Like so many people, Joy Hughes wanted to do something for the victims of the July 2012 mass shooting in a movie theatre in Aurora, Colorado in the US. But while others held vigils and set up memorials, Hughes found herself scouting sites for solar gardens six days after the shooting in the Denver suburb.
‘It is something positive for people to focus on that might help with the healing process,’ said Hughes, who worked at Apple Computer and several Silicon Valley startups before founding the Colorado-based Solar Garden Institute.
A solar garden, also called community-shared solar, is a photovoltaic array that takes from the ideas of community vegetable plots, crowd source funding and energy aggregations. The garden is built near or within a community, where it is visible to its members. Local households and businesses come together to fund the projects through subscriptions, ownership of shares, or some other form of investment, sometimes using utility on-bill financing. Models vary, but the harvest usually comes in the form of electric bill credits, guaranteed utility rates, or some other type of financial compensation for the gardeners.
Helping a community through trauma is not a solar garden’s usual purpose, but then Hughes points out that the model opens up all kinds of possibilities not often associated with a power plant. ‘This is a way people can take individual ownership, individual responsibility for their power supply,’ she said. ‘lt becomes a symbol for sustainability for every community.’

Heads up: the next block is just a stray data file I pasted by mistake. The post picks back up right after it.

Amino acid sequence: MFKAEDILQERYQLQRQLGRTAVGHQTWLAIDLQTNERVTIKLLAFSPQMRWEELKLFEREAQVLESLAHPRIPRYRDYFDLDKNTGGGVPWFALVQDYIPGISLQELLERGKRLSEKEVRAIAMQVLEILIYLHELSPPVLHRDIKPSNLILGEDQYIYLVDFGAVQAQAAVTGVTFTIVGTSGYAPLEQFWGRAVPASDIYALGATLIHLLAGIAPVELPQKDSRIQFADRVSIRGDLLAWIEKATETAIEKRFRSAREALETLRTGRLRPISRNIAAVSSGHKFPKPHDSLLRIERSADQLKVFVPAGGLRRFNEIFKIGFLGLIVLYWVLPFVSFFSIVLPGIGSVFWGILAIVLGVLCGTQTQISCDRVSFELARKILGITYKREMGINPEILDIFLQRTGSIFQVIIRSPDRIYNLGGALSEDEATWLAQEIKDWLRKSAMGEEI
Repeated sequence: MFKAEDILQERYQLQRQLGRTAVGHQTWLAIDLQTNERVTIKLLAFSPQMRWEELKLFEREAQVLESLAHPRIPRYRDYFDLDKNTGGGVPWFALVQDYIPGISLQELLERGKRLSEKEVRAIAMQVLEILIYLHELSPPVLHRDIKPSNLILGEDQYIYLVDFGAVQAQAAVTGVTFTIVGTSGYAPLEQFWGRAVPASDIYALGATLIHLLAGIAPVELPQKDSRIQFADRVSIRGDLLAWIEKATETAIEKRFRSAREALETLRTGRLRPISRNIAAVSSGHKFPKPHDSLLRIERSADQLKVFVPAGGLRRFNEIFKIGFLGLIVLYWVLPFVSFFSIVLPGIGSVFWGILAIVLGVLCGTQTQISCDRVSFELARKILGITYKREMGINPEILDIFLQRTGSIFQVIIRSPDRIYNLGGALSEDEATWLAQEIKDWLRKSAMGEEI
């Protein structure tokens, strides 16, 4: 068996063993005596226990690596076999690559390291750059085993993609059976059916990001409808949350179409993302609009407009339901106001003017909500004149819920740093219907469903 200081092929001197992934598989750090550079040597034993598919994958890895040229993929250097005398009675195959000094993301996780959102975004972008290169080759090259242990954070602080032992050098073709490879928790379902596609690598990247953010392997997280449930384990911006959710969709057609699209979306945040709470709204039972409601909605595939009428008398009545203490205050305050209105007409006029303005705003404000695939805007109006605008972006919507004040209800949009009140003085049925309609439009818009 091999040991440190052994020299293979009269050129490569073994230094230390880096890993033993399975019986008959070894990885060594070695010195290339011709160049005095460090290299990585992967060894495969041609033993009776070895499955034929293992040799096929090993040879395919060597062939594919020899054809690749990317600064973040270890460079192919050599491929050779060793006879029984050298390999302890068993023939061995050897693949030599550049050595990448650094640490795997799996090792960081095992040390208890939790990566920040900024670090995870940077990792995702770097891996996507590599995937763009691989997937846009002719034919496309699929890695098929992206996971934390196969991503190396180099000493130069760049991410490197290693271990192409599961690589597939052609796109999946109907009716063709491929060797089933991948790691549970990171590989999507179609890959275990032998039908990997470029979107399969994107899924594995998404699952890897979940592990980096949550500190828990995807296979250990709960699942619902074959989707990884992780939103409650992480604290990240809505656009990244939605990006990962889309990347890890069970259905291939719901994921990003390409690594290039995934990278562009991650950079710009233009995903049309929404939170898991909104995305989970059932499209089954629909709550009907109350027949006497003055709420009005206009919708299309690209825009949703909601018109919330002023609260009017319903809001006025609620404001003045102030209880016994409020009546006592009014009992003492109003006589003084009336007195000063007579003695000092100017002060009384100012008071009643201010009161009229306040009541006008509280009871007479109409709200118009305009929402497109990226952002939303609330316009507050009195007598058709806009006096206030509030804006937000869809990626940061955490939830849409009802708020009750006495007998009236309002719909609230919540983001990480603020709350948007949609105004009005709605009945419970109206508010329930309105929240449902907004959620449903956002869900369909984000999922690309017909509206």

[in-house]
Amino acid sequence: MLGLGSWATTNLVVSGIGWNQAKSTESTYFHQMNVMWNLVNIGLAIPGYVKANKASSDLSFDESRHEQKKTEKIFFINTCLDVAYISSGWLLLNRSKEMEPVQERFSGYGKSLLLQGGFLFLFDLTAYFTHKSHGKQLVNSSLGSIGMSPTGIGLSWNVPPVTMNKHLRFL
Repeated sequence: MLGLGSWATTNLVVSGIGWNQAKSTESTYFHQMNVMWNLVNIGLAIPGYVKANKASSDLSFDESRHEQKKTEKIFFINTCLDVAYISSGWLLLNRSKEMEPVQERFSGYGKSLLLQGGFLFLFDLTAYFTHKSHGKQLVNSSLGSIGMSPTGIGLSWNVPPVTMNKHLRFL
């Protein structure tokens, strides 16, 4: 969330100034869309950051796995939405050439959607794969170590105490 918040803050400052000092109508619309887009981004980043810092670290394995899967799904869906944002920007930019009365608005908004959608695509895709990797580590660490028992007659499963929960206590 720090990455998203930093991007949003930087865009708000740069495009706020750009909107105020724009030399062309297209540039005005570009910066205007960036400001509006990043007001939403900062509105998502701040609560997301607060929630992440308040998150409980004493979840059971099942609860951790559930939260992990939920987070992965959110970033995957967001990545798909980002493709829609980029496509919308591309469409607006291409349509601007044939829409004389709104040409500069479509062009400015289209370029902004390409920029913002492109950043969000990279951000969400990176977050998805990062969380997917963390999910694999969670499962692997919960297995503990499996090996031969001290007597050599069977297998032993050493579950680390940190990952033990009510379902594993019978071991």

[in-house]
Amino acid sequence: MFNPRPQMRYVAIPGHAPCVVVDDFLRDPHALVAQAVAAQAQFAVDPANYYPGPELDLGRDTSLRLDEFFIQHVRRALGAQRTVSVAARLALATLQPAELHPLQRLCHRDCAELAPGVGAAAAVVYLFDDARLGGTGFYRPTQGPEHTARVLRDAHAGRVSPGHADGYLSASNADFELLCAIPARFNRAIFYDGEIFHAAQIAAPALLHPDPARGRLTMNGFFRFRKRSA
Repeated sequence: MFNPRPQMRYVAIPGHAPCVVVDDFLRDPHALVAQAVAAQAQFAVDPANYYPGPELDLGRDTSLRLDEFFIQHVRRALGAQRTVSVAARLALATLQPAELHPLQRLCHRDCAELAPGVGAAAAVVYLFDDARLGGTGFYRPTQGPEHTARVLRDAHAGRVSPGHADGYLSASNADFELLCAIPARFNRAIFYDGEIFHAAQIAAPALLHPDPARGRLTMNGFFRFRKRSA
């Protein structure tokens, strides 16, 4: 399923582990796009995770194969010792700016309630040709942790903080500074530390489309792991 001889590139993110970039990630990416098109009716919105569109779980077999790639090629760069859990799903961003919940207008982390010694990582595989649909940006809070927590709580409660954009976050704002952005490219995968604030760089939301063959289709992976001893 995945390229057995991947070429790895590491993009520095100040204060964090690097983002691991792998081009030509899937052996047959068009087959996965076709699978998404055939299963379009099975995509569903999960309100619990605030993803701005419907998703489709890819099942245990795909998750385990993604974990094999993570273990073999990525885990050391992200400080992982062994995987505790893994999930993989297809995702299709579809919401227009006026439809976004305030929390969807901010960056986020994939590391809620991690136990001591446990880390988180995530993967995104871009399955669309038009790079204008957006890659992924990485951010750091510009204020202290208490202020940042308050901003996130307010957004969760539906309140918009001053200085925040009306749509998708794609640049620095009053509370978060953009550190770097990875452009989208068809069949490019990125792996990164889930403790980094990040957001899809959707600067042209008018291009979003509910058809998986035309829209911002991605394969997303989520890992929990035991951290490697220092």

Beyond the symbolism, the solar garden offers a sophisticated financial model that can leverage virtual net metering, bulk purchasing, solar power purchase agreements (PPAs) and tax equity credits to reduce solar costs and ensure all parties benefit from the deal. Moreover, solar gardens offer a way to attract investment from property owners who are otherwise disenfranchised from the solar boom.
Often solar gardens are built on public land, depleted agricultural plots, airports, school rooftops and other inexpensive pieces of property that are highly visible to the community. But it’s not just neighbourhoods that can benefit; the concept also can serve retail operations with multiple stores, as well as municipalities that pay electricity bills for schools, fire houses, water treatment plants and other facilities.
The results, say its backers, could soon be gigawatts of new photovoltaic installations.
Spreading Like Weeds
While solar gardens first emerged in the usual green-oriented states: the Pacific Northwest, California and Colorado, they are now spreading elsewhere, and the community model accounts for 60 MW, according to the Solar Electric Power Association (SEPA). Eight states have policies that specifically encourage community solar: Colorado, Massachusetts, California, Delaware, Vermont, Washington, Rhode Island and Maine. The concept is especially alive in Colorado where former governor Bill Ritter signed a bill in 2010 that allowed up to 6 MW per year of solar gardens. Changes in government policies, however, are not always necessary – solar garden models exist that can work in most states.
So far individual solar gardens have tended to be in the 1 MW range, but that appears to be changing, as existing gardens expand and new ones are proposed.